The sugar-mills used in the north-east are two cylinders, wrought by
a perpetual screw, and two bullocks ; but seven times in the twenty-
four hours the bullocks are changed. The mill goes night and day ;
and, by the labour of fourteen bullocks, expresses 7,000 canes, which
produce fourteen maunds of jaggory, or seven maunds of raw sugar,
equal to li cwt.

This cumbrous and tedious process, with its imperfect results, has
been in many parts superseded by the introduction of iron sugar-cane
mills, which are expeditious in working and express the juice more
completely and with greater cleanliness. This is, in fact, almost the
only European machinery that the ryots have adopted.

The Ashtagram Sugar Works were established at Palhalli in 1847,
for refining into sugar the jaggory produced by the ryots. The then
Commissioner of Mysore, Sir Mark Cubbon, afforded the spirited pro-
jectors, Messrs. Groves & Co., every help in his power, and the factory
was a source of great public benefit in developing the resources of
agriculture in that part of the country. The number of men employed
at the works, when in full operation, was about 10 Europeans and 300
natives. The works were afterwards carried on by a Joint-Stock Com-
pany. The prize and medal for the best crystallized sugar at the Great
Exhibitions in London in 1851 and 1861 were awarded to the Ash-
tagram Sugar Works; and at the Universal Exhibition in Paris in 1867,
where the exhibitors in sugar were numerous and competition great,
" honourable mention " w^as awarded. But the factory has now been
closed for many years since the retirement of the proprietors, though
the buildings and machinery are still there.

The following were the details of manufacture : —

Cane jaggory is usually in the form of small compressed square cakes^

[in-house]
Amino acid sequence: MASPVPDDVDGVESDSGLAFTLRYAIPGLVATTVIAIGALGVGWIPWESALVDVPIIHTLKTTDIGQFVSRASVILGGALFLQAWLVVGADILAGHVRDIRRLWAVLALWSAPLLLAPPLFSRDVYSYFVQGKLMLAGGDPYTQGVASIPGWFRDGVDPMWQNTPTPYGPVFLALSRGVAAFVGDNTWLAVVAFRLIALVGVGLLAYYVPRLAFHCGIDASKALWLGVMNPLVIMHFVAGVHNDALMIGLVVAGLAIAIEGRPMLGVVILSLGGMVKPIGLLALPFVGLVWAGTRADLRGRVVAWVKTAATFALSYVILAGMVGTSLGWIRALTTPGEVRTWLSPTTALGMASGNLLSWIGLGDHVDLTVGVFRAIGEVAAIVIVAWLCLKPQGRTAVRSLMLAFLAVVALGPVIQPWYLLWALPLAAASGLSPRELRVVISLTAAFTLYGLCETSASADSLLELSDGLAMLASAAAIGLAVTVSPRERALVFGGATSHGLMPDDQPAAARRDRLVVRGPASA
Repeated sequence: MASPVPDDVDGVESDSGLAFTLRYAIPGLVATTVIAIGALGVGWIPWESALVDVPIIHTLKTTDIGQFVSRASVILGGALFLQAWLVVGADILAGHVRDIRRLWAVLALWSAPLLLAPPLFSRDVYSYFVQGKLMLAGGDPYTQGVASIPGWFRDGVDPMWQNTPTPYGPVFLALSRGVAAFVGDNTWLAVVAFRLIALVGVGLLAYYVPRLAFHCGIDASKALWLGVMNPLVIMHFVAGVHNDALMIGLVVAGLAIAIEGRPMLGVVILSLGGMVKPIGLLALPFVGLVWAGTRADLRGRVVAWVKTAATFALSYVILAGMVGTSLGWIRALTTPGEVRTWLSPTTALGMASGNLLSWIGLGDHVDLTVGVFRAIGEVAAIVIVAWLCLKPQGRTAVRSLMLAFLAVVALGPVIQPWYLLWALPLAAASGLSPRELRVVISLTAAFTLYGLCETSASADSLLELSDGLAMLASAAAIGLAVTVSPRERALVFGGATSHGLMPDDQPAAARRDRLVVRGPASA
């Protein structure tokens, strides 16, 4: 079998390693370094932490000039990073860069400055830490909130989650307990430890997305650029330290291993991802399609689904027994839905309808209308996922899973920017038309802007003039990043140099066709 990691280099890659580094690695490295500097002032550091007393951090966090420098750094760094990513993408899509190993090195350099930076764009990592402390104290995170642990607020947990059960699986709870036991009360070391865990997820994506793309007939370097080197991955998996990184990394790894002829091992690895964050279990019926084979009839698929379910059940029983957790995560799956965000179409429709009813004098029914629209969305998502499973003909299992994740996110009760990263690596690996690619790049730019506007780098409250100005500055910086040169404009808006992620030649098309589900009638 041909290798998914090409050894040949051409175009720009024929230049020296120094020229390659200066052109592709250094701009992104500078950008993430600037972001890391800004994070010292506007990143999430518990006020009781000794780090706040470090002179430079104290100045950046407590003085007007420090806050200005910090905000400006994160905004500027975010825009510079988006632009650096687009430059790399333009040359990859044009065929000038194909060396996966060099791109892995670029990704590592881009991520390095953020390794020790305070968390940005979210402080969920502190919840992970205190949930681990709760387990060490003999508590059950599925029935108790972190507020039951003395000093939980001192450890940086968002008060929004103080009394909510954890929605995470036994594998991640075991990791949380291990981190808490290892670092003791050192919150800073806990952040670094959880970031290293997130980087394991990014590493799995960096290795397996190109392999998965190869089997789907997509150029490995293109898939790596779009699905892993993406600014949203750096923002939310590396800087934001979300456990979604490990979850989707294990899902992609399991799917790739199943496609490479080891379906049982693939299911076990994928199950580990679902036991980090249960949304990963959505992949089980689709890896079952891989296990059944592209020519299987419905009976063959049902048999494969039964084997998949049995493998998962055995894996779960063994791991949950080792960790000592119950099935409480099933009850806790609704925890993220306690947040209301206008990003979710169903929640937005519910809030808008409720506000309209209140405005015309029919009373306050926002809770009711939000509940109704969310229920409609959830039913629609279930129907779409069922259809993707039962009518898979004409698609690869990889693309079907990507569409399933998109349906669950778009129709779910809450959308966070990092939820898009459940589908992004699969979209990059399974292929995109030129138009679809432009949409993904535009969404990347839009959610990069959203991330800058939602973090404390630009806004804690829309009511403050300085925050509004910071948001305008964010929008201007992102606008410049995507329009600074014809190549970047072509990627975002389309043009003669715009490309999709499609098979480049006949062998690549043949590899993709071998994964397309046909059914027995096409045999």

shelving on one side into an inverted cone. This jaggory is sold by the
growers of the cane at so much per cake. But at the sugar works it was
purchased by weight, in order to render which uniform, a table was pre-
pared fixing the weight of 1,000 cakes at 7 cwt. 6 lbs., and the price was
computed at so much per 1,000 cakes.

The jaggory was placed in two large copper caldrons, called " blow-ups,"'
mixed with water, a small quantity of lime, and animal blood, and boiled
by steam until the whole was dissolved and attained a certain consistency.


The lime was added to neutralize any acidity which might remain in the
jaggory, and the blood combined with the gluten matter contained in the
solution and carried it to the bottom. The solution or liquor (as it was now-
termed) was let into troughs, and underwent a course of filtration through
drill bags fixed in machines fitted up for the purpose. This filtered liquor
was conducted to a cistern, whence it was pumped up to the top of a large
iron cylinder filled with about 20 tons weight of animal charcoal made into
grain, through which the liquor had to pass that it might become
decolourized. It was then let into a tank, whence it was drawn up by the
action of an air-pump into the vacuum pan, where it was again boiled by